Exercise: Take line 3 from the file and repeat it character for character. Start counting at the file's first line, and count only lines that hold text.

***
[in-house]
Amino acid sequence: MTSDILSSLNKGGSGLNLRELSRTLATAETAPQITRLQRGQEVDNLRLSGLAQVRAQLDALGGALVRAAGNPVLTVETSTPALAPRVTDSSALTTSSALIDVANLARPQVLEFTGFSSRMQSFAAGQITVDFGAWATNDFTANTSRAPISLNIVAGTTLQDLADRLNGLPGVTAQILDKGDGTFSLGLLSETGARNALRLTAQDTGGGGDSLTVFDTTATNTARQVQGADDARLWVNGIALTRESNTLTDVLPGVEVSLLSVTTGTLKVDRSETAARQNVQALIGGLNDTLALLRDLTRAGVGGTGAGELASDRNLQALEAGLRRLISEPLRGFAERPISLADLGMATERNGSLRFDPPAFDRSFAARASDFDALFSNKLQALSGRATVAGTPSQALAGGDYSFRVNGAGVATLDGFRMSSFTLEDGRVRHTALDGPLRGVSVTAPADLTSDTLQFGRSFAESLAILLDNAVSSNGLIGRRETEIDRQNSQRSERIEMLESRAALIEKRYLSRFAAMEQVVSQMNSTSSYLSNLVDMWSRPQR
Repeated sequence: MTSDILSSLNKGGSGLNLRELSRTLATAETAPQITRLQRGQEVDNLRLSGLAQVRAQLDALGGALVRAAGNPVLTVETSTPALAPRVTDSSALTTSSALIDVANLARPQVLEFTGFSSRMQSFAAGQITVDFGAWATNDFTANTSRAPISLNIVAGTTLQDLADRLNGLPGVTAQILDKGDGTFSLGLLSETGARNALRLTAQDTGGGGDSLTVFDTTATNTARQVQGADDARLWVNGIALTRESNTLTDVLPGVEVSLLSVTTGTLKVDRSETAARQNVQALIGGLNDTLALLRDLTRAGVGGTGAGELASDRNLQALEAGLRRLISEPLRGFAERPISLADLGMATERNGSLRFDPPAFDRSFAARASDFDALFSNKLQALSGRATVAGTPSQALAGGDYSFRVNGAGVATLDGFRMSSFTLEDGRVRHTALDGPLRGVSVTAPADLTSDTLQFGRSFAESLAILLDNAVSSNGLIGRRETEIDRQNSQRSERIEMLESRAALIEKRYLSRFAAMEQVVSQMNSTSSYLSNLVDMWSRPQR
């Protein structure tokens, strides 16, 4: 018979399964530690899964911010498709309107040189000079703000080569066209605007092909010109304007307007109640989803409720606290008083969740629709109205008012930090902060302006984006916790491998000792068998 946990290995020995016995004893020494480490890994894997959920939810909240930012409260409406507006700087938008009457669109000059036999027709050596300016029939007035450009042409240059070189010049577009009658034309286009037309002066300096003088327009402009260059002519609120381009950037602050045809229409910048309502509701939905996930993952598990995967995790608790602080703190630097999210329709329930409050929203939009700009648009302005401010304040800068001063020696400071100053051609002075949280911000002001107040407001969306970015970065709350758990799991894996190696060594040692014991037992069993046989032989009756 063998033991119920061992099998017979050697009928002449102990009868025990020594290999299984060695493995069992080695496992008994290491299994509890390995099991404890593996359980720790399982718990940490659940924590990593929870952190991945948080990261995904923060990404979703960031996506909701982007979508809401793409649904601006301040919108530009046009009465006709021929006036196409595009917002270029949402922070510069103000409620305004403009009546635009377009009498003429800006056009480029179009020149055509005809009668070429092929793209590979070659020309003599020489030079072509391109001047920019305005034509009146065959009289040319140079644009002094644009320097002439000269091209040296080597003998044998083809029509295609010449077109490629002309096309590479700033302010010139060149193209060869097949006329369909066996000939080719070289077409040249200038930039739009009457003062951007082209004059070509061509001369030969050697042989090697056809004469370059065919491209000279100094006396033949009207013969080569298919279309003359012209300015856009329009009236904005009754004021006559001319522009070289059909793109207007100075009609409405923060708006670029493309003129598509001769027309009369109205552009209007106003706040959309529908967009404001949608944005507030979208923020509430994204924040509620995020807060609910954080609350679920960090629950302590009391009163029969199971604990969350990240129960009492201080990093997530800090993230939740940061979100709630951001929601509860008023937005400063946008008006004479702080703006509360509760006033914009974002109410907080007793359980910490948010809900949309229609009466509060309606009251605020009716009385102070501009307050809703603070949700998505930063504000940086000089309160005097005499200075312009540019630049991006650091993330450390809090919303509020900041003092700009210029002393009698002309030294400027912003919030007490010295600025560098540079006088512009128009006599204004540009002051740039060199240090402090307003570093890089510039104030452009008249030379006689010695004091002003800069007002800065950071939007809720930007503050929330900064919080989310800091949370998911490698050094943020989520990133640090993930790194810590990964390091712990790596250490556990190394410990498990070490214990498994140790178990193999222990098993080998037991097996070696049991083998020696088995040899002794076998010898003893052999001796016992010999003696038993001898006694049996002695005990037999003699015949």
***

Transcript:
Repeated sequence: MTSDILSSLNKGGSGLNLRELSRTLATAETAPQITRLQRGQEVDNLRLSGLAQVRAQLDALGGALVRAAGNPVLTVETSTPALAPRVTDSSALTTSSALIDVANLARPQVLEFTGFSSRMQSFAAGQITVDFGAWATNDFTANTSRAPISLNIVAGTTLQDLADRLNGLPGVTAQILDKGDGTFSLGLLSETGARNALRLTAQDTGGGGDSLTVFDTTATNTARQVQGADDARLWVNGIALTRESNTLTDVLPGVEVSLLSVTTGTLKVDRSETAARQNVQALIGGLNDTLALLRDLTRAGVGGTGAGELASDRNLQALEAGLRRLISEPLRGFAERPISLADLGMATERNGSLRFDPPAFDRSFAARASDFDALFSNKLQALSGRATVAGTPSQALAGGDYSFRVNGAGVATLDGFRMSSFTLEDGRVRHTALDGPLRGVSVTAPADLTSDTLQFGRSFAESLAILLDNAVSSNGLIGRRETEIDRQNSQRSERIEMLESRAALIEKRYLSRFAAMEQVVSQMNSTSSYLSNLVDMWSRPQR